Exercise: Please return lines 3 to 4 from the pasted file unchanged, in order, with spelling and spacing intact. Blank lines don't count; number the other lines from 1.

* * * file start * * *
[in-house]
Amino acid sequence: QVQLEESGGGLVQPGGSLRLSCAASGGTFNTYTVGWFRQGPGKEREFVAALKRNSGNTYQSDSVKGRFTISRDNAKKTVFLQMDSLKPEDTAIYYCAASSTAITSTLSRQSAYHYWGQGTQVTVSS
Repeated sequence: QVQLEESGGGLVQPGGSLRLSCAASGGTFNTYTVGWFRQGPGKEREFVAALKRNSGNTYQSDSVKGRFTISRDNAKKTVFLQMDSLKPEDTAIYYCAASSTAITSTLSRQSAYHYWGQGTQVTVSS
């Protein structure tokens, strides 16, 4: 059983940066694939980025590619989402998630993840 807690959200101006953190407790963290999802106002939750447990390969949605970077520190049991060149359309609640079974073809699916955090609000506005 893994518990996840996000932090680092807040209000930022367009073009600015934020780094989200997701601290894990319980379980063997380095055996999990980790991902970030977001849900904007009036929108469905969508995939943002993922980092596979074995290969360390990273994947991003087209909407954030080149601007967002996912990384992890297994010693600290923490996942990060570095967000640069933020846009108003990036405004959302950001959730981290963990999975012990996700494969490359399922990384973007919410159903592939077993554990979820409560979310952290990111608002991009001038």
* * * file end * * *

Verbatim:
Repeated sequence: QVQLEESGGGLVQPGGSLRLSCAASGGTFNTYTVGWFRQGPGKEREFVAALKRNSGNTYQSDSVKGRFTISRDNAKKTVFLQMDSLKPEDTAIYYCAASSTAITSTLSRQSAYHYWGQGTQVTVSS
């Protein structure tokens, strides 16, 4: 059983940066694939980025590619989402998630993840 807690959200101006953190407790963290999802106002939750447990390969949605970077520190049991060149359309609640079974073809699916955090609000506005 893994518990996840996000932090680092807040209000930022367009073009600015934020780094989200997701601290894990319980379980063997380095055996999990980790991902970030977001849900904007009036929108469905969508995939943002993922980092596979074995290969360390990273994947991003087209909407954030080149601007967002996912990384992890297994010693600290923490996942990060570095967000640069933020846009108003990036405004959302950001959730981290963990999975012990996700494969490359399922990384973007919410159903592939077993554990979820409560979310952290990111608002991009001038």